9.26.2007

Consultant: Sourcing from China is a Mistake

At least one consulting firm actually understands that going abroad to reduce manufacturing costs is a bad idea.


            Lean advocates have long argued that the increased waste from overseas sourcing – in the form of additional transportation plus longer cycle time – makes no sense. Unfortunately, too many businesses and consultants believe – wrongly – that the lower production costs in China make up for any negatives.


            Kudos to Boston Consulting Group, which issued a report earlier this year entitled Surviving the China Rip Tide: How to Profit from the Supply Chain Bottleneck.


            BCG cites a variety of factors other than actual manufacturing that contribute to costs, including delays caused by bottlenecks at ports and the increased risk of stocking items that don’t sell because you had to purchase them too far in advance.


            The authors of the report – George Stalk, Jr., and Kevin Waddell – don’t say you should never outsource from China. Rather, they argue that if you do pursue that strategy, you should be focusing on your supply chain processes:


 


We believe strongly that a firm focus on reducing time and variability in the China-anchored supply chains serving North America and Europe can help companies dramatically reduce their costs, improve their margins and build competitive advantage. We believe that such performance improvements will dwarf the more conventional profit-improvement efforts now under way at most of the companies we are familiar with. We also believe that companies should be looking closer to home (North American companies to Mexico, Central America and South America and Western European companies to CEE), where the cost-of-labor penalty is more than compensated for by superior supply-chain performance that is significantly less variable and virtually unaffected by port and surface-capacity constraints.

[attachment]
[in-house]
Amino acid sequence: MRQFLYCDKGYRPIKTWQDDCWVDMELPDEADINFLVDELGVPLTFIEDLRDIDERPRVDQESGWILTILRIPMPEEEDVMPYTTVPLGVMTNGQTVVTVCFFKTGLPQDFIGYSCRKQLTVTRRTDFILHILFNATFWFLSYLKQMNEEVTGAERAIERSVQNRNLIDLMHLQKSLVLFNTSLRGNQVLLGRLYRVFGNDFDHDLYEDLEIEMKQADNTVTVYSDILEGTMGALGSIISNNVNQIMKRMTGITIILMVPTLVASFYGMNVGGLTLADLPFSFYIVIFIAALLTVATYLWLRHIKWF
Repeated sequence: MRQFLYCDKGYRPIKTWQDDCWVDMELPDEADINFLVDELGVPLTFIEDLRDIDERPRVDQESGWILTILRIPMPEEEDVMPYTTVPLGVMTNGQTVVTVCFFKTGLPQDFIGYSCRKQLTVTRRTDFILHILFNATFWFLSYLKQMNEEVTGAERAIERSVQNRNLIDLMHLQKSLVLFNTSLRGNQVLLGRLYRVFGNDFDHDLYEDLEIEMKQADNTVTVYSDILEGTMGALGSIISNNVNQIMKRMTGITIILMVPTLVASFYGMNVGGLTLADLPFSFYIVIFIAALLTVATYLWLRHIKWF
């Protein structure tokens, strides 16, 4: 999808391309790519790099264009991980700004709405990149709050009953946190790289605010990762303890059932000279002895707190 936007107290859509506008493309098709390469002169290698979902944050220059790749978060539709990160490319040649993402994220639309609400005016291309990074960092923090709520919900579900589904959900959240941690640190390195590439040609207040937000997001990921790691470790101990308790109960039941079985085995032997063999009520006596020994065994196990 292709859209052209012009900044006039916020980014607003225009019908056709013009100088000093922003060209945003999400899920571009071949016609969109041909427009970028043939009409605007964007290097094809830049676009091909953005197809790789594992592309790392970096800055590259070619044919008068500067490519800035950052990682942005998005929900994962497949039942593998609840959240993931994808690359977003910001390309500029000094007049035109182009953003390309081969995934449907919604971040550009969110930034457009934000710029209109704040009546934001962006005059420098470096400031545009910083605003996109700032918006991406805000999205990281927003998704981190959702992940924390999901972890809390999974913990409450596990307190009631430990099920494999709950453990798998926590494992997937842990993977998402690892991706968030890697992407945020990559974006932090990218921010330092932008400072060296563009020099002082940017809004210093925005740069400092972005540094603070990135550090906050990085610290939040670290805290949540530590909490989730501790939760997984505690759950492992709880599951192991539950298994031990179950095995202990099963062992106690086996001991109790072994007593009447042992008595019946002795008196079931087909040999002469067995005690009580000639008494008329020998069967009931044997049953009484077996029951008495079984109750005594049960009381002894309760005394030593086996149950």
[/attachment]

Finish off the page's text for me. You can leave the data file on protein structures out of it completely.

In their rush to source from China, many companies are blindly walking into a strategic trap. The trap is thinking that sourcing from China will result in lower product costs, when in reality the supply chain dynamics will, in many cases, drive up overall costs and reduce profitability, thereby creating an opening for a competitor. The only hope for these companies is that all of their competitors will make the same mistake. But competitors that do not source from China – or that focus on supply chain speed – will be competing with a different set of economics. The first company to see and correct the strategic error of sourcing from China without an appropriate investment in supply chain dynamics to minimize costs will seal the fate of its competitors.


 


            Stalk and Waddell don’t actually use the word “lean” in their report. But they seem to understand.


 


            Incidentally, in a posting on the same topic, Kathleen Fasanella at the Fashion Incubator blog writes about the book Birnbaum’s Global Guide to Winning the Great Garment War. She comments:


 


His greatest lesson is that it's a wasted exercise to chase the lowest cost production considering the variables of quotas, the nation of origin politics and general conditions including infrastructure. If anything, I think this book is more likely to convince you to produce domestically than not.

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